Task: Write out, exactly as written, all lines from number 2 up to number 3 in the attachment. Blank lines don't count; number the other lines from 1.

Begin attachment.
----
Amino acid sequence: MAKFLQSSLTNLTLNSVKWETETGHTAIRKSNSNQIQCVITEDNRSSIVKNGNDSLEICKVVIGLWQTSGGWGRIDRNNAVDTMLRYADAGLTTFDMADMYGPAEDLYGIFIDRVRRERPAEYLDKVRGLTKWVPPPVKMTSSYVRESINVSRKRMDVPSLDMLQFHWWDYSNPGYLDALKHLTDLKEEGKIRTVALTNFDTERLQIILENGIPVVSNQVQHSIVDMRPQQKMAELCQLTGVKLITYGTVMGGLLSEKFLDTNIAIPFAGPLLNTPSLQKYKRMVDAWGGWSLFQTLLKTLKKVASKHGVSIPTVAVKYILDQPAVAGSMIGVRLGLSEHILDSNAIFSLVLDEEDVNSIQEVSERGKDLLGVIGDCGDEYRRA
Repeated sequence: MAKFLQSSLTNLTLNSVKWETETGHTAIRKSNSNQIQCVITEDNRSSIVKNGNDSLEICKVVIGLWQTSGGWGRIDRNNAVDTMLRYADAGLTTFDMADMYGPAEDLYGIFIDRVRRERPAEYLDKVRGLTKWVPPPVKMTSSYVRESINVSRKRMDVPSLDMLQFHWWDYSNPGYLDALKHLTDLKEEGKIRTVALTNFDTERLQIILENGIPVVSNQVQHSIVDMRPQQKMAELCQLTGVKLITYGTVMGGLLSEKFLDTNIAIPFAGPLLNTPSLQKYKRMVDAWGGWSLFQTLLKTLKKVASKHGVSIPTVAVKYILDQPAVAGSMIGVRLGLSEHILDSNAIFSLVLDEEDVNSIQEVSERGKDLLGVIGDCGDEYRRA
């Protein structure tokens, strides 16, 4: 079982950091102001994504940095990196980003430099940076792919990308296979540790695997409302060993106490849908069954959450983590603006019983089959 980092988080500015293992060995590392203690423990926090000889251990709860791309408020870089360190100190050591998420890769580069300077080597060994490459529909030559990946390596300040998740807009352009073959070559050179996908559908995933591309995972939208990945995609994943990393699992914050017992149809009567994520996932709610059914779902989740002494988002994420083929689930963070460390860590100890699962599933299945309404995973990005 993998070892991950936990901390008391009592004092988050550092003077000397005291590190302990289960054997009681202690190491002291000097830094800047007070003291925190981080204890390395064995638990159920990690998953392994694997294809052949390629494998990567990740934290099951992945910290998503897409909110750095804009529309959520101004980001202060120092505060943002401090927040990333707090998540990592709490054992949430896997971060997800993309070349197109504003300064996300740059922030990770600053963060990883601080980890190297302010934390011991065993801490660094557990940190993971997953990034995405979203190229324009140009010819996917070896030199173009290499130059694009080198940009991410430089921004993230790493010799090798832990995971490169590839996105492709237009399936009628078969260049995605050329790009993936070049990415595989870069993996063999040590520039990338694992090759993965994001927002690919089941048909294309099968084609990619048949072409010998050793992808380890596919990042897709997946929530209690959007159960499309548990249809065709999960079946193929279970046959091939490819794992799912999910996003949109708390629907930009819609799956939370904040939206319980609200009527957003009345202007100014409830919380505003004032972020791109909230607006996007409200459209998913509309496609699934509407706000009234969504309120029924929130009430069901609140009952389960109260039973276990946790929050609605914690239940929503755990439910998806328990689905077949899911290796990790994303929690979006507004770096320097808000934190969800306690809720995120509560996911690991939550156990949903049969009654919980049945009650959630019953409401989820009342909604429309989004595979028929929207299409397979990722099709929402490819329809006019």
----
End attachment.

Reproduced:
Repeated sequence: MAKFLQSSLTNLTLNSVKWETETGHTAIRKSNSNQIQCVITEDNRSSIVKNGNDSLEICKVVIGLWQTSGGWGRIDRNNAVDTMLRYADAGLTTFDMADMYGPAEDLYGIFIDRVRRERPAEYLDKVRGLTKWVPPPVKMTSSYVRESINVSRKRMDVPSLDMLQFHWWDYSNPGYLDALKHLTDLKEEGKIRTVALTNFDTERLQIILENGIPVVSNQVQHSIVDMRPQQKMAELCQLTGVKLITYGTVMGGLLSEKFLDTNIAIPFAGPLLNTPSLQKYKRMVDAWGGWSLFQTLLKTLKKVASKHGVSIPTVAVKYILDQPAVAGSMIGVRLGLSEHILDSNAIFSLVLDEEDVNSIQEVSERGKDLLGVIGDCGDEYRRA
């Protein structure tokens, strides 16, 4: 079982950091102001994504940095990196980003430099940076792919990308296979540790695997409302060993106490849908069954959450983590603006019983089959 980092988080500015293992060995590392203690423990926090000889251990709860791309408020870089360190100190050591998420890769580069300077080597060994490459529909030559990946390596300040998740807009352009073959070559050179996908559908995933591309995972939208990945995609994943990393699992914050017992149809009567994520996932709610059914779902989740002494988002994420083929689930963070460390860590100890699962599933299945309404995973990005 993998070892991950936990901390008391009592004092988050550092003077000397005291590190302990289960054997009681202690190491002291000097830094800047007070003291925190981080204890390395064995638990159920990690998953392994694997294809052949390629494998990567990740934290099951992945910290998503897409909110750095804009529309959520101004980001202060120092505060943002401090927040990333707090998540990592709490054992949430896997971060997800993309070349197109504003300064996300740059922030990770600053963060990883601080980890190297302010934390011991065993801490660094557990940190993971997953990034995405979203190229324009140009010819996917070896030199173009290499130059694009080198940009991410430089921004993230790493010799090798832990995971490169590839996105492709237009399936009628078969260049995605050329790009993936070049990415595989870069993996063999040590520039990338694992090759993965994001927002690919089941048909294309099968084609990619048949072409010998050793992808380890596919990042897709997946929530209690959007159960499309548990249809065709999960079946193929279970046959091939490819794992799912999910996003949109708390629907930009819609799956939370904040939206319980609200009527957003009345202007100014409830919380505003004032972020791109909230607006996007409200459209998913509309496609699934509407706000009234969504309120029924929130009430069901609140009952389960109260039973276990946790929050609605914690239940929503755990439910998806328990689905077949899911290796990790994303929690979006507004770096320097808000934190969800306690809720995120509560996911690991939550156990949903049969009654919980049945009650959630019953409401989820009342909604429309989004595979028929929207299409397979990722099709929402490819329809006019």